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FDA sets out new rules for over-the-counter hand sanitizers

The rules identify 28 ingredients that aren’t allowed

Photo (c) Elenathewise - Getty Images
Over-the-counter (OTC) hand sanitizers can help block the spread of germs and reduce illnesses like colds and the flu. The Food and Drug Administration (FDA) has issued a new rule to make sure these products are safe and effective.

The rule makes clear that some ingredients are not allowed in these products, which are applied directly to the hands without the use of water. The FDA’s final rule also codifies the agency's safety and effectiveness evaluations to make sure they remain up to date.

"Our action today aims to help provide consumers with confidence that the over-the-counter hand sanitizers they're using are safe and effective when they don't have access to water to wash with soap," said Dr. Janet Woodcock, director of the FDA's Center for Drug Evaluation and Research.

28 active ingredients

The final rule identifies 28 active ingredients, including triclosan and benzethonium chloride, that don’t qualify under the FDA's OTC Drug Review for use in consumer antiseptic rubs.

“We've also reaffirmed our need for more data on three other active ingredients, including ethyl alcohol, which is the most commonly used ingredient in hand sanitizers, to help the agency ensure that these products are safe and effective for regular use by consumers,” Woodcock said.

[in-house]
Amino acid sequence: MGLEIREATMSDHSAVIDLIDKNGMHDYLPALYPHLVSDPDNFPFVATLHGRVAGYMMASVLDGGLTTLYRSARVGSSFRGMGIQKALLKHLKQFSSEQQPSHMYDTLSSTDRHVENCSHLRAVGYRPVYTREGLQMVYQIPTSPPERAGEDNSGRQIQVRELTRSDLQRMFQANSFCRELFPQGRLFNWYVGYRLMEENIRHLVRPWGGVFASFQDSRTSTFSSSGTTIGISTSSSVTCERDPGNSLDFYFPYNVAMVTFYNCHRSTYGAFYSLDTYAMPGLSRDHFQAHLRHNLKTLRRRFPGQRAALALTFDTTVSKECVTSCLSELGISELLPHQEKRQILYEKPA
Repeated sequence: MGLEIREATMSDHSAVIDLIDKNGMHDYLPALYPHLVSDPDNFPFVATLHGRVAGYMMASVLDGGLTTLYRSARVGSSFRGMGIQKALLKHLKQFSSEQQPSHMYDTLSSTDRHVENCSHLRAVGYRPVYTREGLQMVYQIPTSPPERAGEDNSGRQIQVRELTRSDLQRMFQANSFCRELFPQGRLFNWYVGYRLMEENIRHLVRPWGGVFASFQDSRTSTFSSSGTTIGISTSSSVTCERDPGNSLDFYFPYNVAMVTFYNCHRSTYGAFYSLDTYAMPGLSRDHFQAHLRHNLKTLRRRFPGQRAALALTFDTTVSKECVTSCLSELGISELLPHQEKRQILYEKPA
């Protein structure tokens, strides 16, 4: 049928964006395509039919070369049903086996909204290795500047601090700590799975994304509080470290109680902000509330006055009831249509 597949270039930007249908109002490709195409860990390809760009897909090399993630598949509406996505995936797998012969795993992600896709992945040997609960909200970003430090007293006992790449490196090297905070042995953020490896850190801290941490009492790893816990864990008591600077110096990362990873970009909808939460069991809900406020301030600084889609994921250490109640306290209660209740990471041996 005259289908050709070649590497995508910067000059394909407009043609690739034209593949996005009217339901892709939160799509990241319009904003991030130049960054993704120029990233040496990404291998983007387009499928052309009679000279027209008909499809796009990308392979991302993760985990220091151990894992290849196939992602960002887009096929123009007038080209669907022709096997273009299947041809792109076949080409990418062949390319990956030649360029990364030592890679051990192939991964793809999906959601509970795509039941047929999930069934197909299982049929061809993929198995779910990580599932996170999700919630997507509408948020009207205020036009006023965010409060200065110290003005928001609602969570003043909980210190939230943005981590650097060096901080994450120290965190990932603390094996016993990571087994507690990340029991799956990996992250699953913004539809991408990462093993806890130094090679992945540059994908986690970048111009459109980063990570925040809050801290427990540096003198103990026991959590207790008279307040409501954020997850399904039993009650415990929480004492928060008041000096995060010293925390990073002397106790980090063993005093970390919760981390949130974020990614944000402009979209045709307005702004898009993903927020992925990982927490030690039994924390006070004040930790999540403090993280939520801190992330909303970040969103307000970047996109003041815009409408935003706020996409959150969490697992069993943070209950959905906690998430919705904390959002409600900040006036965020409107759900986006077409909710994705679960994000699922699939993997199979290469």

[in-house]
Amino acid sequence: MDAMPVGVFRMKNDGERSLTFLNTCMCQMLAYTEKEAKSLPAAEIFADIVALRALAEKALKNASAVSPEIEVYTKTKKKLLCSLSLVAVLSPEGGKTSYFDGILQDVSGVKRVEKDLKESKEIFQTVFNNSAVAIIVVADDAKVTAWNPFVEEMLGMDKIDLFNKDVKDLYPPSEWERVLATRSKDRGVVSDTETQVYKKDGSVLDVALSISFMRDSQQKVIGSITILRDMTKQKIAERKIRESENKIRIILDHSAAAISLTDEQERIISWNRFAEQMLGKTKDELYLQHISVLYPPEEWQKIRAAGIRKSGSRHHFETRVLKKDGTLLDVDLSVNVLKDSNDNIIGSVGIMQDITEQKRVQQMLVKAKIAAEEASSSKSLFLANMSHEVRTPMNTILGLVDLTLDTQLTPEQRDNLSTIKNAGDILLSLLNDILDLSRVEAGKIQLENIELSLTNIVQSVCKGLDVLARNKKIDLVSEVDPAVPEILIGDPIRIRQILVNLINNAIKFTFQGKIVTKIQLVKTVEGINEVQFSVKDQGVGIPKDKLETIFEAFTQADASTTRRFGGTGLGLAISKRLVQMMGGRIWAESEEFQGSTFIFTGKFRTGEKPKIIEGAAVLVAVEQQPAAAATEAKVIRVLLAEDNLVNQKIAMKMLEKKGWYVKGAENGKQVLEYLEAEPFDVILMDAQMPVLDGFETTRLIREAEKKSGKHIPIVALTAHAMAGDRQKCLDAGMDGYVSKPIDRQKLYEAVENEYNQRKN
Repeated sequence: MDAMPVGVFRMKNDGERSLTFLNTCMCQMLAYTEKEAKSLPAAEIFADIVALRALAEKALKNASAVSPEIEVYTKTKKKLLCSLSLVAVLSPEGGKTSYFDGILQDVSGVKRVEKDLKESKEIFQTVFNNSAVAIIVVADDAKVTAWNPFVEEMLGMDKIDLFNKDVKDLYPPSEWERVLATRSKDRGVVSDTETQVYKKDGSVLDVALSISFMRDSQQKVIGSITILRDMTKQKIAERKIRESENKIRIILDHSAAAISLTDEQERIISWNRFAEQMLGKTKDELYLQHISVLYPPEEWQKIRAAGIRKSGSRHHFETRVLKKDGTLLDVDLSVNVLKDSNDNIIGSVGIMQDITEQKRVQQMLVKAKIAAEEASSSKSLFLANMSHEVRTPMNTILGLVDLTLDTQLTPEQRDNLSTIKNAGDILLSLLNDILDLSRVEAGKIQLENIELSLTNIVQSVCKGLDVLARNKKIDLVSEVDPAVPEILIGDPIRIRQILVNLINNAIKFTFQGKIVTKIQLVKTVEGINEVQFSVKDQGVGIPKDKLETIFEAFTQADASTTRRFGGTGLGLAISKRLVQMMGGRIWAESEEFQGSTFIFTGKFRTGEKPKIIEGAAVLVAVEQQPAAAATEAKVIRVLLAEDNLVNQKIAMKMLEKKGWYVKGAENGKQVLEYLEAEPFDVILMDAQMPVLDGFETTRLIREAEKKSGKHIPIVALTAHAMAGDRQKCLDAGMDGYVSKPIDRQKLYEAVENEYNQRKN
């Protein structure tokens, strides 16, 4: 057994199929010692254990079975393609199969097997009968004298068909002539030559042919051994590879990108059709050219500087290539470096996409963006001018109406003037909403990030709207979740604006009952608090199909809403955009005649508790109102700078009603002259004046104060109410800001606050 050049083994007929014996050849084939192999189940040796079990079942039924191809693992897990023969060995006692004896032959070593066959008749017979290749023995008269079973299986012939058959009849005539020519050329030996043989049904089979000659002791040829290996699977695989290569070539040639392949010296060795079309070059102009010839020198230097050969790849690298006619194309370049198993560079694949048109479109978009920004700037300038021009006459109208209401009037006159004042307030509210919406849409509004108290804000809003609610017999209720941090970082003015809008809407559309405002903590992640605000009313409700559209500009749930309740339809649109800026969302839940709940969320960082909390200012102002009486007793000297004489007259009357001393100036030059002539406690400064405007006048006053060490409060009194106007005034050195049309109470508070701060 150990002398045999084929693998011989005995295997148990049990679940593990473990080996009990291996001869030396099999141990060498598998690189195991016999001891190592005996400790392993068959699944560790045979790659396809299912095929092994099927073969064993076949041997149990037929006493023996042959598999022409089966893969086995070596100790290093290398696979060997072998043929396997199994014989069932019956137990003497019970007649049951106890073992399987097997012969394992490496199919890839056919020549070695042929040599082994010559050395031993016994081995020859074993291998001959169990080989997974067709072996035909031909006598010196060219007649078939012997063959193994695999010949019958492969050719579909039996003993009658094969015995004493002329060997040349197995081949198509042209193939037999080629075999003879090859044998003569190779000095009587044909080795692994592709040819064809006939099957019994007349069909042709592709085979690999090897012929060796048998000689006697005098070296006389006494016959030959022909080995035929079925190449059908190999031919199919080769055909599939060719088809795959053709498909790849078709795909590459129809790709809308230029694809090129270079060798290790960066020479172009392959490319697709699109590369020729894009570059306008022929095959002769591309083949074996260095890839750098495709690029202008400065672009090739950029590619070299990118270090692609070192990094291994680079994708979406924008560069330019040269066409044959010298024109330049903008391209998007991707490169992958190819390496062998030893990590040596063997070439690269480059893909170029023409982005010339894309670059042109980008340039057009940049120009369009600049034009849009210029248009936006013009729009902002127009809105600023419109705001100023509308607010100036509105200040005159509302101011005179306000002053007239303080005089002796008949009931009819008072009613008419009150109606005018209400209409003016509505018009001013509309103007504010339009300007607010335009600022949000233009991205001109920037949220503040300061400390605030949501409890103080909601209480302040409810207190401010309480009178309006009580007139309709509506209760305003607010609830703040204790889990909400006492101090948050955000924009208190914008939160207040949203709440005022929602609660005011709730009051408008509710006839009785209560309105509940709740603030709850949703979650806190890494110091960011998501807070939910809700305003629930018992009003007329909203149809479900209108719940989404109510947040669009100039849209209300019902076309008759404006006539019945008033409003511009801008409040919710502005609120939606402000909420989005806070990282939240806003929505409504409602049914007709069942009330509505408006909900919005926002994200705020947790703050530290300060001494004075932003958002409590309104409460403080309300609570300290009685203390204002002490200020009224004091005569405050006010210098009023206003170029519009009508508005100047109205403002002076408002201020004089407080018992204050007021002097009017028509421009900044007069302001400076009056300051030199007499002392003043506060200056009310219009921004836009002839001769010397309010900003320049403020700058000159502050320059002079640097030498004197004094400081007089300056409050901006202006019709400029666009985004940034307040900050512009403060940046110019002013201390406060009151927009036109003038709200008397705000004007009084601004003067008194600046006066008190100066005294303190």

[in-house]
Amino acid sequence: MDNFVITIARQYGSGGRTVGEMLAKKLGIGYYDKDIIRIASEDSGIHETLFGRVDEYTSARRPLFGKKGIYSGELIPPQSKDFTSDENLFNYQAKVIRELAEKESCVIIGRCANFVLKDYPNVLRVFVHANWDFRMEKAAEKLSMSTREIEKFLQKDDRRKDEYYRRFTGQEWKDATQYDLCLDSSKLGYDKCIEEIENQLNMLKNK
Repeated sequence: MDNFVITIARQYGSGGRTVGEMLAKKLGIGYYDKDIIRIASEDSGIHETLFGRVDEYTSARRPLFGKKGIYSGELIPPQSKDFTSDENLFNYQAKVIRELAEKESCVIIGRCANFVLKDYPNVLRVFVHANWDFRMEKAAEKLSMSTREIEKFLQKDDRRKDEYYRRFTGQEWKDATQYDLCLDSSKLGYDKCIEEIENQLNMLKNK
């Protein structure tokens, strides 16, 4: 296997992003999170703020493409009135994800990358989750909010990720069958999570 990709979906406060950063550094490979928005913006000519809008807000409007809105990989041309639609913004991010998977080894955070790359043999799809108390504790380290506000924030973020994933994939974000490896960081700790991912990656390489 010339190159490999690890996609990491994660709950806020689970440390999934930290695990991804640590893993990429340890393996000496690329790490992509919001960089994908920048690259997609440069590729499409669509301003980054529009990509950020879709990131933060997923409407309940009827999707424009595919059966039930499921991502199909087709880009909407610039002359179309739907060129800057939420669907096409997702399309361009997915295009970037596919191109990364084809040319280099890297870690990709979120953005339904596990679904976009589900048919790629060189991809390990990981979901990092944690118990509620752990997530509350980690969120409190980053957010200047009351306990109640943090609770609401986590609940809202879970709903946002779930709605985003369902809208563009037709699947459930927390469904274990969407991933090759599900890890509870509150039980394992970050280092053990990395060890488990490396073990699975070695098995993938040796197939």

Woodcock says the agency believes the industry has made good progress toward providing data, and the FDA will keep consumers informed as it reviews that data.

‘Hidden dangers’

Consumers use antiseptic hand sanitizers as an alternative when hand washing with plain soap and water is unavailable. These products have been under increased scrutiny in the last decade as questions have arisen about the safety of some of their ingredients.

A 2014 report by said some ingredients hold hidden dangers, such as antibiotic resistance. The Centers for Disease Control and Prevention (CDC) says washing hands with soap and water is the most important step consumers can take to avoid the spread of germs.

When soap and water are not available, the CDC recommends using an alcohol-based hand sanitizer that contains at least 60 percent alcohol.

Hand sanitizers are very different products than antiseptic soap, which is used with water. In 2016, the FDA banned the sale of antiseptic soap products containing triclosan and triclocarban, saying manufacturers failed to demonstrate that the products are safe and effective.

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